Tourism

Green. Safe. Inspiring: Croatia, Slovenia tourism reveal 2019 goals

Christian Fleetwood

Christian Fleetwood

Croatia and Slovenia’s tourism boards have revealed their goals for 2019, with keeping it green and expressing culture high on the list.

Addressing the media at the Experience Croatia, Feel Slovenia briefing on Friday in Sydney during its week-long roadshow to Australia and New Zealand, a combined tourism executive presence from Slovenia and Croatia revealed the countries objectives for the year.

For Slovenia, that means promoting the country’s recognisability as a green, boutique global destination for visitors seeking active five-star experiences, under its I feel Slovenia brand. And by ‘active’, Slovenian Tourist Board project coordinator Živa Vincetič said that means getting outside.

“In Slovenia, all the best things happen outdoors,” Vincetič said, adding that the country had been recognised as the green heart of Europe.

In fact, Slovenia is the world’s first country to be declared a Global Green Destination, owing to:

  • more than 60 per cent of the country being covered in forest (with around a third of it protected)
  • eight UNESCO listings of natural, cultural and intangible heritage
  • more than 10,000 caves, and
  • connections between the Alps and Mediterranean, and the Karst and Pannonian basin.

Moreover, the country’s capital Ljubljana has also been recognised for its sustainability by being awarded Europe’s Greenest Capital in 2016.

Other accolades for the country include the title of European Region of Gastronomy 2021.

“Everything you love about Europe is waiting for you in Slovenia,” Vincetič told Travel Weekly.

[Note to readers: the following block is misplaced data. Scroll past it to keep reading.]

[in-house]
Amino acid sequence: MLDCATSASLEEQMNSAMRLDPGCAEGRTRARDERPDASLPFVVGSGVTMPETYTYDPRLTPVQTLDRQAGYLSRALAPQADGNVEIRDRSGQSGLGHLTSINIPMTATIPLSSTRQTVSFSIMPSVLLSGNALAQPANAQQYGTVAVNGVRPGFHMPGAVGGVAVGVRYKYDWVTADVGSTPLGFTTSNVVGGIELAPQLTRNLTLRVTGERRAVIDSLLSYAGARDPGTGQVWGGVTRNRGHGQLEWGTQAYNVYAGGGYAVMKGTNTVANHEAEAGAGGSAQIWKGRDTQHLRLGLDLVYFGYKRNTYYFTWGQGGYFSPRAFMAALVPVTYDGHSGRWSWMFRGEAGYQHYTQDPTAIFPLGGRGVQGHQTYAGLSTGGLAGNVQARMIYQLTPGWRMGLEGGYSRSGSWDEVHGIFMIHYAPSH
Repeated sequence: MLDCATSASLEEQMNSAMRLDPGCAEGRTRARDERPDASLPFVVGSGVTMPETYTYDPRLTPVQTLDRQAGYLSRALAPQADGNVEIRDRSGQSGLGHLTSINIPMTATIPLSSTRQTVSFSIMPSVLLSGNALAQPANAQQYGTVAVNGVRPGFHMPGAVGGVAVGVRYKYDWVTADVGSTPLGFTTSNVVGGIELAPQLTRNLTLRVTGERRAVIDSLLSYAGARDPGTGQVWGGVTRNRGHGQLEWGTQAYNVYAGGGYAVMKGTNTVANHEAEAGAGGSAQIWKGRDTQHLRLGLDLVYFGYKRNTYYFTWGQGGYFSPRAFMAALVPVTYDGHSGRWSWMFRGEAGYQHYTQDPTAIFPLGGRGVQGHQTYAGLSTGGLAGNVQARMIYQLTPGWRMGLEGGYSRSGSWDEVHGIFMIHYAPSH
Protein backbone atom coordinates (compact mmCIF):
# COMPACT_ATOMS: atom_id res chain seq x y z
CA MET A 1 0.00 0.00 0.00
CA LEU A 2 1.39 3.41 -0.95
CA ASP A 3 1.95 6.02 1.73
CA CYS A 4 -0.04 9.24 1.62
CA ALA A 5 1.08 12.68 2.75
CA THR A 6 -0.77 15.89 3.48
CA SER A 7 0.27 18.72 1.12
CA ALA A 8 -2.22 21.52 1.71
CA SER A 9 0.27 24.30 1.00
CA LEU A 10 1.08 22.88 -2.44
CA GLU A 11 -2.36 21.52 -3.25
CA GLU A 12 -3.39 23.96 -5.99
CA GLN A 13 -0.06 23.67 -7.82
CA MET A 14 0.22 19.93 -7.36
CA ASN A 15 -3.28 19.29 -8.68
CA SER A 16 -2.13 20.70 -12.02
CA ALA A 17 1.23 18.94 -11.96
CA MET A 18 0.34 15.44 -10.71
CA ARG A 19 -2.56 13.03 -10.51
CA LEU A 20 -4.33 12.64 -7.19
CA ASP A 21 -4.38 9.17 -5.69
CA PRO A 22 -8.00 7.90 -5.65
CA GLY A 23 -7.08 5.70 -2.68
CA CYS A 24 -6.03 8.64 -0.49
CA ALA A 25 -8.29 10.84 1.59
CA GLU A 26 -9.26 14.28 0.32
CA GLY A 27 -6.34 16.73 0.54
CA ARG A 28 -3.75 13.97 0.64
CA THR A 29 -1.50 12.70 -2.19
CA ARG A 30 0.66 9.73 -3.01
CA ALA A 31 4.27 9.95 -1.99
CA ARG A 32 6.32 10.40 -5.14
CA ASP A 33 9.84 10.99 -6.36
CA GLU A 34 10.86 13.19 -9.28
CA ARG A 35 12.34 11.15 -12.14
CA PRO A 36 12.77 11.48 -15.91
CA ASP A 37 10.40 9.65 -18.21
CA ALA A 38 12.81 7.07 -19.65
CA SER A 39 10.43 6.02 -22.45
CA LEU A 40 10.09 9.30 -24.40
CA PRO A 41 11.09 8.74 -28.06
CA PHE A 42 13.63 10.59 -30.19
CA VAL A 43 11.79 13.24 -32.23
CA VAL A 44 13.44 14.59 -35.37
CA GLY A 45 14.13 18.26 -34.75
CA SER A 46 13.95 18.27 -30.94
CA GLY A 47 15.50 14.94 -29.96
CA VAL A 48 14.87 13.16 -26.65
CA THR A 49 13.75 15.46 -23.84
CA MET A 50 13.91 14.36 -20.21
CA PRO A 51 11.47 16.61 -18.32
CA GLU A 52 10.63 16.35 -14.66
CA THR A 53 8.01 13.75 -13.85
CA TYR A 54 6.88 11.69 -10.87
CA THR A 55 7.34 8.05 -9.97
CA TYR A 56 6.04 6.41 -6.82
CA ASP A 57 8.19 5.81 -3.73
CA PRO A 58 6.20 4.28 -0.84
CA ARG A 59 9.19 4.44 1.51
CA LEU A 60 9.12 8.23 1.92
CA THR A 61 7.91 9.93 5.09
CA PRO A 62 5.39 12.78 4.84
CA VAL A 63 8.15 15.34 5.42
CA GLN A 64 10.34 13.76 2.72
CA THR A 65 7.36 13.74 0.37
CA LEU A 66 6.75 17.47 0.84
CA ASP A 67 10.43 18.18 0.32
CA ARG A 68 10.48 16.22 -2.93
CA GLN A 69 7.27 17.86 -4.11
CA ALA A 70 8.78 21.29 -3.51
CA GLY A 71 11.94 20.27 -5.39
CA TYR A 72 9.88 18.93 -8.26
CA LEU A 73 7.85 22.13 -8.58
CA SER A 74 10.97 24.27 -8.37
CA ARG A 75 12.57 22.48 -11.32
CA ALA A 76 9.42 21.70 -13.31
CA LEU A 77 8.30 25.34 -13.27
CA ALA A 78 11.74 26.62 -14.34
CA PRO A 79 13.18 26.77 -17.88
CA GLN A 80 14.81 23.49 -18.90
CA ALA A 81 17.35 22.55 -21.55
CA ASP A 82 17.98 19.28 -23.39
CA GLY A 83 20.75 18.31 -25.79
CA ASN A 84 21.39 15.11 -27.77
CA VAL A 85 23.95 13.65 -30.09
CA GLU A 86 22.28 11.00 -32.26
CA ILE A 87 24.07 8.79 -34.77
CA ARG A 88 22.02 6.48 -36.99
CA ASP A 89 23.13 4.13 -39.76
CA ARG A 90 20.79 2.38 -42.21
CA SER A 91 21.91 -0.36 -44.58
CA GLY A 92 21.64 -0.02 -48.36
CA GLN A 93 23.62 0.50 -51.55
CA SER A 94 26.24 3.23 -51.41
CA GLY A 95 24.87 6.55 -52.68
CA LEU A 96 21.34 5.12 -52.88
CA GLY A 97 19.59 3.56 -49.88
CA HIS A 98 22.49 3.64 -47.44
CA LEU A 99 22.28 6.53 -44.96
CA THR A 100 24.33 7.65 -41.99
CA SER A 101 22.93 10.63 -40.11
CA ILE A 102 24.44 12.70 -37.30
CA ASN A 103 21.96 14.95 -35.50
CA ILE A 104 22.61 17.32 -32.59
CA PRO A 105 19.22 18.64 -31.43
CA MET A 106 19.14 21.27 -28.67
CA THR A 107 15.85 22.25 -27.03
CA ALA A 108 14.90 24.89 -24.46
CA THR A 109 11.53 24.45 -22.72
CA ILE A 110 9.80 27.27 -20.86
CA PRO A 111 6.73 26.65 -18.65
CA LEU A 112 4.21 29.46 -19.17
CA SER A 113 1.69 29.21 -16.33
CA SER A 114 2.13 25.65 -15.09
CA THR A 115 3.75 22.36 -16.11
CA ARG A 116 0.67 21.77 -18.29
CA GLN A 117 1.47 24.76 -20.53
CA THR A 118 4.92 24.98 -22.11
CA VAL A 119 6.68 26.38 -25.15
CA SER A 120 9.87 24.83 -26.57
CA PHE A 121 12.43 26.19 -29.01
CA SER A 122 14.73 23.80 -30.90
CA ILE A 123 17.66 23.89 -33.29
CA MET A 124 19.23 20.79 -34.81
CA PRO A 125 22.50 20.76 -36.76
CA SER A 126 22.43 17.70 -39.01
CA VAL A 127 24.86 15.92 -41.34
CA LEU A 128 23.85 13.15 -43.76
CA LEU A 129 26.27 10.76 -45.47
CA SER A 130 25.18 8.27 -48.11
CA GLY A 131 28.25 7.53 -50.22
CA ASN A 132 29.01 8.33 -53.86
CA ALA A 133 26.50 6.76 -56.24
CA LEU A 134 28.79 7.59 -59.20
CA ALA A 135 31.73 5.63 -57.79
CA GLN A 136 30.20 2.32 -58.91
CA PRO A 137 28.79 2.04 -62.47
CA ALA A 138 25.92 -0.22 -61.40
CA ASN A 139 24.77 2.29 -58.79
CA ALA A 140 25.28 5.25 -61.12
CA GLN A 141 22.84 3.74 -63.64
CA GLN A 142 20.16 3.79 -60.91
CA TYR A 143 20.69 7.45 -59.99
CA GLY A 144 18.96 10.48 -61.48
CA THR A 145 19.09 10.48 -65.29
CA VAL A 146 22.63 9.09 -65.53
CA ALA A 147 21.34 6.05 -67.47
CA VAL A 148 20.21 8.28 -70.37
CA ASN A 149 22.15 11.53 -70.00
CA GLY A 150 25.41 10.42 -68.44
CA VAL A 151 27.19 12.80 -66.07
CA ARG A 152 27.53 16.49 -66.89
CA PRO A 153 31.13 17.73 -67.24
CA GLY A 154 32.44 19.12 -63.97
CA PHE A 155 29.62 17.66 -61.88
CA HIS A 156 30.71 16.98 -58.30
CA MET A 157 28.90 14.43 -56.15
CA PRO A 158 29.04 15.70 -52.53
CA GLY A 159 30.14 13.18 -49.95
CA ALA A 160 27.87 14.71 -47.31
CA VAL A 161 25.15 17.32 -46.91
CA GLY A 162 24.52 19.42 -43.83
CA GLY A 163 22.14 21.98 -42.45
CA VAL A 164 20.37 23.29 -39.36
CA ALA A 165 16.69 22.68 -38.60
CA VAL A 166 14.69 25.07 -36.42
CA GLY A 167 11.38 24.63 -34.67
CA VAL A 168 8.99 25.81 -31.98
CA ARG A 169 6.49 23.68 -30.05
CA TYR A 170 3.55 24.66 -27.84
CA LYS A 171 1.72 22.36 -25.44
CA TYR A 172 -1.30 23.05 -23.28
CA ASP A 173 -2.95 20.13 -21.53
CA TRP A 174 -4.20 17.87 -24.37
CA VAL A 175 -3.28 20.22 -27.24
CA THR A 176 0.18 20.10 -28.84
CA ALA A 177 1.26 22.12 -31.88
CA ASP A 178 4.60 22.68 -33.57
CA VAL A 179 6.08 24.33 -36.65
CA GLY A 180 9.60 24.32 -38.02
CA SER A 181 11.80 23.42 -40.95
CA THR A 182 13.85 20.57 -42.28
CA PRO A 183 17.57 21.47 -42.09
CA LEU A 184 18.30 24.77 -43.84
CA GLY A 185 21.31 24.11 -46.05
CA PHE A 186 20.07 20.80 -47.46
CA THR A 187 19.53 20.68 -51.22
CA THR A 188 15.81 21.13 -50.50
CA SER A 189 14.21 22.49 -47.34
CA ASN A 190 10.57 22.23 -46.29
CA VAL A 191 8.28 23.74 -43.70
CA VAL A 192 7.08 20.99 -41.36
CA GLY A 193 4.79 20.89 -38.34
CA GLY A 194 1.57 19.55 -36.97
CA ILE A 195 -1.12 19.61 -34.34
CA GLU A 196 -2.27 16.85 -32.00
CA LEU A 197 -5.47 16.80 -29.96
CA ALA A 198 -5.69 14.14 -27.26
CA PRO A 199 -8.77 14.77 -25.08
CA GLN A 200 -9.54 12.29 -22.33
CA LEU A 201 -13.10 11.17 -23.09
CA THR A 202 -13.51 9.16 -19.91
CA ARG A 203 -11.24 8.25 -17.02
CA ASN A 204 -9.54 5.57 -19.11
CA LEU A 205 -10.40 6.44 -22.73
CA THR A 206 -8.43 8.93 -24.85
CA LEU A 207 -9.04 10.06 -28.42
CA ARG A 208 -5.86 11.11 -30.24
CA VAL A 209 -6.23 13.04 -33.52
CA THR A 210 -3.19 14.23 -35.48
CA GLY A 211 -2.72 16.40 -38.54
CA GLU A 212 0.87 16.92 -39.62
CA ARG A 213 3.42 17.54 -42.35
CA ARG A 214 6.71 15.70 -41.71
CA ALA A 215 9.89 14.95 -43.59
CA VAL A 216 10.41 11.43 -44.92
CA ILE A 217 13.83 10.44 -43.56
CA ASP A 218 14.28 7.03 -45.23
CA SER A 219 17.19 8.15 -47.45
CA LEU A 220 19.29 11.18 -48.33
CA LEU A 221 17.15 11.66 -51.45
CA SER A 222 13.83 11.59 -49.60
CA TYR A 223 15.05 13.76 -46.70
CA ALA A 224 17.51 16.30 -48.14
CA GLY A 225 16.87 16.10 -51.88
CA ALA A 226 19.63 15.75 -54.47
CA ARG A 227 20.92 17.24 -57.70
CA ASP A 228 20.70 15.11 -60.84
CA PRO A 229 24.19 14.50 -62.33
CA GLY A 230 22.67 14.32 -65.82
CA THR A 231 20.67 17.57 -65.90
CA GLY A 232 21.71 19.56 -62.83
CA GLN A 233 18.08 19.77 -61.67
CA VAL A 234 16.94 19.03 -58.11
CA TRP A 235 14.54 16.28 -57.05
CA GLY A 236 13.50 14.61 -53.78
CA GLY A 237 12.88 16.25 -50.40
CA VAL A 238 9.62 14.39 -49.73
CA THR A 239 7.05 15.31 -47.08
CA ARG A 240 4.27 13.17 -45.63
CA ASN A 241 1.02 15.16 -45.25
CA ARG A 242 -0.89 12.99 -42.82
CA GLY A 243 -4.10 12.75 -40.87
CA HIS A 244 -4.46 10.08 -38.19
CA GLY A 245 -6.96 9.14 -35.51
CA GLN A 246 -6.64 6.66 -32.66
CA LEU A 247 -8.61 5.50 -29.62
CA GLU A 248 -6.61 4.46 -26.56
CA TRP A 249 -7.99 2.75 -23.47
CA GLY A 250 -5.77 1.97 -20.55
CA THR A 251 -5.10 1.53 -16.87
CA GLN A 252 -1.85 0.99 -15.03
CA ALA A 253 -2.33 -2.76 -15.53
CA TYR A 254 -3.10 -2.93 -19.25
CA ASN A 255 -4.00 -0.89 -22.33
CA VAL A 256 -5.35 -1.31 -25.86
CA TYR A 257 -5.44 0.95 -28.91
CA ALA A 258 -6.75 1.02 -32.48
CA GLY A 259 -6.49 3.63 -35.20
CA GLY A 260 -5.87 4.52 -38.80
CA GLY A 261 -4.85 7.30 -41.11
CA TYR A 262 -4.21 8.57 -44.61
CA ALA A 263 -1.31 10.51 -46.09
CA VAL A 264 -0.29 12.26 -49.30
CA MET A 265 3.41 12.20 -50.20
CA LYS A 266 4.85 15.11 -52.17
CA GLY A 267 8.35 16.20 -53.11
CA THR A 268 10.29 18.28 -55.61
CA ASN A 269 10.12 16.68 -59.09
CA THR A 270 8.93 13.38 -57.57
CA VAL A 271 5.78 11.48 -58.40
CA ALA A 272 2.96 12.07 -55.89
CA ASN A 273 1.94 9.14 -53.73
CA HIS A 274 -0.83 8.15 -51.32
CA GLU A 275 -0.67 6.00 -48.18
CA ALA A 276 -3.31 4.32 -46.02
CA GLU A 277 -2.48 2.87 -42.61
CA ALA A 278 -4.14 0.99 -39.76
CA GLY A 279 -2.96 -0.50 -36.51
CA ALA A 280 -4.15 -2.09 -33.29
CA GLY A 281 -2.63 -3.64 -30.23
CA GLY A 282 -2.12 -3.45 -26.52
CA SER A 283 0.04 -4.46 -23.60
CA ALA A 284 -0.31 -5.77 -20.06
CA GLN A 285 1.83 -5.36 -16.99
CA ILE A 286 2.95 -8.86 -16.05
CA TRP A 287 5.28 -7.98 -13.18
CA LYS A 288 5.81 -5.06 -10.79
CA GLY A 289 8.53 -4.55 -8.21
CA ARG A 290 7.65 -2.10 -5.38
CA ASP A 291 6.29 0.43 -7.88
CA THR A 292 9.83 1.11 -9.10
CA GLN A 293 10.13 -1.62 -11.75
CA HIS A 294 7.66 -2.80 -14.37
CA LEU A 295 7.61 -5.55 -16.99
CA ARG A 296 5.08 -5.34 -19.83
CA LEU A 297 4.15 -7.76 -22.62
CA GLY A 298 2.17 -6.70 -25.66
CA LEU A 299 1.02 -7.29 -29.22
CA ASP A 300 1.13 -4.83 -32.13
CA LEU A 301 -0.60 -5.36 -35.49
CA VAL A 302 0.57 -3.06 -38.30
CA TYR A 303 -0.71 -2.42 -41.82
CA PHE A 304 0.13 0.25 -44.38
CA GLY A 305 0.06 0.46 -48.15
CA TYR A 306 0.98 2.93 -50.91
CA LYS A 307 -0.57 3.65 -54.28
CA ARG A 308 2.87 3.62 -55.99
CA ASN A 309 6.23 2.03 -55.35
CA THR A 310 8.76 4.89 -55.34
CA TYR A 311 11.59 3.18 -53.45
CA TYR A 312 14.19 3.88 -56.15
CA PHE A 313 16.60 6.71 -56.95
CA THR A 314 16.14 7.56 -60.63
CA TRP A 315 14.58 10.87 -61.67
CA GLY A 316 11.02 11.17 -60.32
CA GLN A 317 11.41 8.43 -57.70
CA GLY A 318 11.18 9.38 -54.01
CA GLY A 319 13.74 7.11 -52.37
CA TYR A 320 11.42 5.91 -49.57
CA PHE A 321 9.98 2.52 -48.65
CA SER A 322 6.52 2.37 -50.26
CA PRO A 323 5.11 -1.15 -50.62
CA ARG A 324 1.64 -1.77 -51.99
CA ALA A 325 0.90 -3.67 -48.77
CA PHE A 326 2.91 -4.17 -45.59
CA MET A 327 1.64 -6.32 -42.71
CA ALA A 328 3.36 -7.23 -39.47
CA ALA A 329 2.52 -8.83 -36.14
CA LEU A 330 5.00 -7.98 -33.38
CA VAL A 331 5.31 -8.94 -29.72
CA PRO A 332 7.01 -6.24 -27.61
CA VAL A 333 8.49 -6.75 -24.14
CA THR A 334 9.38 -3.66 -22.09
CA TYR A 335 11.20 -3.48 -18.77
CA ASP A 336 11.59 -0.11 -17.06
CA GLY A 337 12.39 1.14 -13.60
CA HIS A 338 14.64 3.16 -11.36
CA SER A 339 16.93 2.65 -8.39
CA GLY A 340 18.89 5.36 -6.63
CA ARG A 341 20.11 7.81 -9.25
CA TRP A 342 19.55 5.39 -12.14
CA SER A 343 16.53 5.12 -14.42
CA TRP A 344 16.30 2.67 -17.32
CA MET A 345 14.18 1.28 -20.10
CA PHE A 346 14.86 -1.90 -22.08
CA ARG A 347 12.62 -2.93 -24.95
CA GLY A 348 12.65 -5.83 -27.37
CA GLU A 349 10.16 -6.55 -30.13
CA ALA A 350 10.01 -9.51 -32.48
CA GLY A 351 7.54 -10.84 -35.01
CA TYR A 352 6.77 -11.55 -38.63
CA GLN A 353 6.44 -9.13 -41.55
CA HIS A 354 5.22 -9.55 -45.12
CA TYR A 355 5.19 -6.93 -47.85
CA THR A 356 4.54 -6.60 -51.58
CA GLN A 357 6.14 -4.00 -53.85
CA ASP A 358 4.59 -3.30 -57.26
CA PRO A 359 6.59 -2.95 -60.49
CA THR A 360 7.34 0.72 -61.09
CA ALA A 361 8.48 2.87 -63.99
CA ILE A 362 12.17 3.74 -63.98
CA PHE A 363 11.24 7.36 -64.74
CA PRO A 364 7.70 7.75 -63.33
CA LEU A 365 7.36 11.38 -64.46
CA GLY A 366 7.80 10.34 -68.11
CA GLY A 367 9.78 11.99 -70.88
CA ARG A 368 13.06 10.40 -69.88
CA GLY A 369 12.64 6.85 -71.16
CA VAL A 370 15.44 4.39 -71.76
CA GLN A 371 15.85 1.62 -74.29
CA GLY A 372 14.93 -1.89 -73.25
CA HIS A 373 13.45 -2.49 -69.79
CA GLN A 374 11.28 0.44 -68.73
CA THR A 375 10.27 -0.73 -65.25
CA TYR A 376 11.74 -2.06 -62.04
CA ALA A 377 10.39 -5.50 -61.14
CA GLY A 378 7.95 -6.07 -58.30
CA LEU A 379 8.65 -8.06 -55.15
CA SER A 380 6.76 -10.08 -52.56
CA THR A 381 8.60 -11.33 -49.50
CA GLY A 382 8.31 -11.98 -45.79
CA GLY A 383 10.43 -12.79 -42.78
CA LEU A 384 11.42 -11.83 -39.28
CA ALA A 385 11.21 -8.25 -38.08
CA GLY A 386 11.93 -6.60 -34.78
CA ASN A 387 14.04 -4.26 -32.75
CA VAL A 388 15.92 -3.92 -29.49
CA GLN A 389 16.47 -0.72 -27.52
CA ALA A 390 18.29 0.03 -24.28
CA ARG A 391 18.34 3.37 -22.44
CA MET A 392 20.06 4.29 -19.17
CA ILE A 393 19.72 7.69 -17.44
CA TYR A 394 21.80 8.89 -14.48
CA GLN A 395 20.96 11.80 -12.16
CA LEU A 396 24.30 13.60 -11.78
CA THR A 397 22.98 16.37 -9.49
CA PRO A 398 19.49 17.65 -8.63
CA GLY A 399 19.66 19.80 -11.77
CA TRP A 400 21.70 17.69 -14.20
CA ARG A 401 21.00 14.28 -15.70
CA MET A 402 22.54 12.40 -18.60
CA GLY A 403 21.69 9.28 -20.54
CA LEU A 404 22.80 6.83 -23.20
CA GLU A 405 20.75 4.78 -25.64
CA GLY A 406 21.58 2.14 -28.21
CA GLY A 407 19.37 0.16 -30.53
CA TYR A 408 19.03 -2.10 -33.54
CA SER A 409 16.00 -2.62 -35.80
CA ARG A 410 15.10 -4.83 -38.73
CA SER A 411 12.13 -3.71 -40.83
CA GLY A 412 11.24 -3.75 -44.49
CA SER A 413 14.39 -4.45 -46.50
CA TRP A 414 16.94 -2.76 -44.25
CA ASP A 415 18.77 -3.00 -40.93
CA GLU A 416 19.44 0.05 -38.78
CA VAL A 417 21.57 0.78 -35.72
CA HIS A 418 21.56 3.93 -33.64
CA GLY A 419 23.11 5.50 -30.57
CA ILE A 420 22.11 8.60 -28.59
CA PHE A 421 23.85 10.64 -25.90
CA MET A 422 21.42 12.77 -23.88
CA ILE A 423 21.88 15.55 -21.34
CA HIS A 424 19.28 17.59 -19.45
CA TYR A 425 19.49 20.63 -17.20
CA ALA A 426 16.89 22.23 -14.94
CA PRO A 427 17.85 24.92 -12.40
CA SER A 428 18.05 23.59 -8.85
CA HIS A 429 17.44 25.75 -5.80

The country continues to grow in popularity, with 18 per cent more travellers visiting last year.

For the Croatian National Tourist Board, who presented officially in Australia for the first-time last week, the goal for the year ahead is to improve tourist offerings all over the country under its Full of Life brand.

Croatia received nearly 20 million tourists last year, with 90 per cent coming from Europe. Out of the remaining 10 per cent of non-European visitors, Australians accounted for 243,000 arrivals and more than 745,000 overnight stays.

This was a 15 per cent increase in arrivals and 12 per cent increase in overnight stays from the previous year.

“People are looking for new experiences, new destinations,” Croatian National Tourist Board general director Kristjan Staničić told Travel Weekly, adding: “There are may destinations outside of Dubrovnik improving and becoming high quality.”

Of these new, high quality destinations and attractions is Rijeka – Croatia’s third-largest city – an art and music hub, and the European Capital of Culture 2020. Another more time-sensitive attraction for the coming year is the Zagreb Christmas markets, voted the best Christmas markets in Europe.

When it comes to great food experiences, Staničić’s personal recommendation is to visit the nation’s best, Slavonija, which is home to generous hospitality, top-notch wine produced in the area’s fertile lowlands and amazing local dishes like čobanac and fiš paprikaš.

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